No “A for Effort:” How Colleges Fail Generation Y

Originally wait-listed for acceptance at UW-Madison, I remember very clearly the night I finally received my large envelope from the school, with the Badger-red “Yes!” emboldened on the back flap. I was in.

And while the University of Wisconsin may have had doubts about letting a neighboring born-and-bred Illinois resident into their borders, I quickly forgave their hesitation, becoming a dedicated student to the school and its culture. I garnered a 4.0 GPA or darn-near close to it every semester, religiously “studied” at the Terrace, partied at State Street bars, and worked as the school’s top student fundraiser at the UW Foundation. Plus, I actually graduated in four years.

Little did I know, I was an anomaly.

A couple years later, the Lt. Governor of Wisconsin invited me to be part of a special retreat pondering the question, “What really matters in college?” with a specific focus on liberal arts programs.

Nearing the end of the retreat, we set goals and plans for the future. As the token Gen Yer, I was obviously eager, but our next meeting didn’t convene until a full seven months after the original weekend, and the following meeting was scheduled for four months after, and was subsequently postponed. Indefinitely.

“I’ve gone, I’ve done it, and I have serious concerns about my actual level of preparedness to contribute anything meaningful to my fellow humans,” one young blogger writes about her educational experiences.

And it’s no wonder. Education is failing a startling rate. Universities have declining assets, growing liabilities. An Ohio State economics professor reports that “students study, attend class and write papers fewer than 30 hours a week, for only about 30 weeks a year. While the typical American employee works 1,800 hours a year, the typical college student works half that amount on academics.”

Only 33 percent of University of Massachusetts freshmen graduate within six years (not even four), which economist Mark Schneider refers to as a ‘failure factory,’ and those colleges are the norm.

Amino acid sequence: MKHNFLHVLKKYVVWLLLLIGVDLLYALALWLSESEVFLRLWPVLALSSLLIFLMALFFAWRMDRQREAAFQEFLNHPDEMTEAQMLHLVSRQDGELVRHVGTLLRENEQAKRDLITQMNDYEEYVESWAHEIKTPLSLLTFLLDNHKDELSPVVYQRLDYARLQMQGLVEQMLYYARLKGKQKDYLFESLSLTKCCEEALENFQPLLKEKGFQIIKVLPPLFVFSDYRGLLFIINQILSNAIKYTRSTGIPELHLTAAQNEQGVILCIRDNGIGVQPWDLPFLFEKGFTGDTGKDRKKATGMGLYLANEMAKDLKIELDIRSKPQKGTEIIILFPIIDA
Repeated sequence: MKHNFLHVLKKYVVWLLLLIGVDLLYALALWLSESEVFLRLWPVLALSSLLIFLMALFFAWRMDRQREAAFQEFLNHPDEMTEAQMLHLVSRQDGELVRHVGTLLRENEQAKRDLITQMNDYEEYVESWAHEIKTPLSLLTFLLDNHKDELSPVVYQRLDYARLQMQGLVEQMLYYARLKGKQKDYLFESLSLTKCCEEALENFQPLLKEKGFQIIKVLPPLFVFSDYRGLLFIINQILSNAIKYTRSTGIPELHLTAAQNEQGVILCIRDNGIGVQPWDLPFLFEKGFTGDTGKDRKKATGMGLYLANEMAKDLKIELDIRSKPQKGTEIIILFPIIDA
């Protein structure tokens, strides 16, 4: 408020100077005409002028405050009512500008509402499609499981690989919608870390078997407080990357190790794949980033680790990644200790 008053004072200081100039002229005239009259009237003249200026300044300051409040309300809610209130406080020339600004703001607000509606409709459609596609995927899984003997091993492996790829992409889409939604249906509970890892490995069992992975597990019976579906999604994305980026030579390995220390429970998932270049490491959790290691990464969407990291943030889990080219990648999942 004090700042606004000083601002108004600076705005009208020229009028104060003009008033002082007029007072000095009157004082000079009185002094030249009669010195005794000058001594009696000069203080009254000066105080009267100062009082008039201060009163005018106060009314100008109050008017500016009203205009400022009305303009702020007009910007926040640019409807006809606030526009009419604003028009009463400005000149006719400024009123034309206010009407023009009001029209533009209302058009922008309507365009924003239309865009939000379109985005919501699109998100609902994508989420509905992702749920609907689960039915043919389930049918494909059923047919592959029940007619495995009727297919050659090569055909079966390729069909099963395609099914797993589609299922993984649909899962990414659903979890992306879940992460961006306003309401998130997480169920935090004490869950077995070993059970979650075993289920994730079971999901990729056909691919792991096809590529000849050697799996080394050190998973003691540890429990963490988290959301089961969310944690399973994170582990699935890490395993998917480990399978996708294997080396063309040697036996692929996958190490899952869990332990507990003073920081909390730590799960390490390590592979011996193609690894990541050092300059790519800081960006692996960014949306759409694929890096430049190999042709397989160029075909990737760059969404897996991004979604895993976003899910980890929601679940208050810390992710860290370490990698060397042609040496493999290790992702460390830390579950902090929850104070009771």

Only half of teenagers who enroll in college end up with a Bachelor’s degree. This is such a failure to society’s economic potential that we could easily list public universities alongside the Wall Street firms and regulatory agencies that have irreparably damaged the American economy. But we don’t. Somehow, the failure of education is not as worthy of our ire.

Colleges, in the meantime, are scrambling to stay on top of the pace of innovation and the ever-changing job-market by eliminating majors like philosophy (University of Louisiana) and American studies and classics (Michigan State) after declining enrollments in those areas.

But even as colleges and universities rush to prove their relevance, everyone agrees (colleges and employers alike) that students are specializing too early. “There’s this linear notion that what you major in equals your career,” reports Katherine Brooks, director of the liberal arts career center at the University of Texas. “I’m sure it works for some majors. The truth is students think too much about majors. The major isn’t nearly as important as the toolbox of skills you come out with and the experiences you have.”

If majors aren’t all that important anymore, then why are colleges and universities still set up that way? Why aren’t students prepared for the real world? And why are educational institutions scrambling to protect traditional hierarchies and predict the next big thing instead of restructuring the educational system to run in parallel with innovation?

“There isn’t anything wrong with the teacher/student relationship. It’s only been around for two or three millennia,” says Dean Edward Snyder of the University of Chicago’s Booth School of Business. A comment so arrogant that we have to assume Dean Snyder isn’t intentionally asinine, but rather simply doesn’t want to abdicate his throne of being “in the “last [and] best position to influence [student’s] overall academic, ethical, and professional development.”

Nevertheless, the gross inadequacies of the current educational system should excite you. They should excite you as a changemaker, entrepreneur, parent or future parent, capitalist or socialist, as an optimist, and as a person who wants to learn and succeed.

The educational system is committing travesties against Gen Y. Ready to throw the book at ‘em?

Roll Call.

What are your experiences with education? Did college prepare you for the real world? Your profession? What do you think?

Are online degrees an option? 

(PS – Tune in tomorrow (Thu) for Part 2 of this post, in which I’ll offer some ideas for solutions.)